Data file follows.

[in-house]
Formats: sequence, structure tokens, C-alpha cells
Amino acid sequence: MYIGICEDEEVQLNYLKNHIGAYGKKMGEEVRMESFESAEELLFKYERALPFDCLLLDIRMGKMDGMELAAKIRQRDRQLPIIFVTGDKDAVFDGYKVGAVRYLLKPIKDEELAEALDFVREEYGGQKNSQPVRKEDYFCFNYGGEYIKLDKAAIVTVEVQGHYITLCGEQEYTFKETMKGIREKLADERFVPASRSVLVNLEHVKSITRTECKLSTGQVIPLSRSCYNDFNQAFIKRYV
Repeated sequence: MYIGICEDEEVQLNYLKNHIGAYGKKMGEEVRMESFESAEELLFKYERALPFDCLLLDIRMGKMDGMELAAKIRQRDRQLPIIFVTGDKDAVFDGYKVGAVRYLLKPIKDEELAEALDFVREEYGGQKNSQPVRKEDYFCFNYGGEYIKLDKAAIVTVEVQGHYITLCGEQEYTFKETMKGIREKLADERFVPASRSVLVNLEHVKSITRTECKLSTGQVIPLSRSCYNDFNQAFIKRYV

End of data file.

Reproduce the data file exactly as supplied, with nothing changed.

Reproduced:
[in-house]
Formats: sequence, structure tokens, C-alpha cells
Amino acid sequence: MYIGICEDEEVQLNYLKNHIGAYGKKMGEEVRMESFESAEELLFKYERALPFDCLLLDIRMGKMDGMELAAKIRQRDRQLPIIFVTGDKDAVFDGYKVGAVRYLLKPIKDEELAEALDFVREEYGGQKNSQPVRKEDYFCFNYGGEYIKLDKAAIVTVEVQGHYITLCGEQEYTFKETMKGIREKLADERFVPASRSVLVNLEHVKSITRTECKLSTGQVIPLSRSCYNDFNQAFIKRYV
Repeated sequence: MYIGICEDEEVQLNYLKNHIGAYGKKMGEEVRMESFESAEELLFKYERALPFDCLLLDIRMGKMDGMELAAKIRQRDRQLPIIFVTGDKDAVFDGYKVGAVRYLLKPIKDEELAEALDFVREEYGGQKNSQPVRKEDYFCFNYGGEYIKLDKAAIVTVEVQGHYITLCGEQEYTFKETMKGIREKLADERFVPASRSVLVNLEHVKSITRTECKLSTGQVIPLSRSCYNDFNQAFIKRYV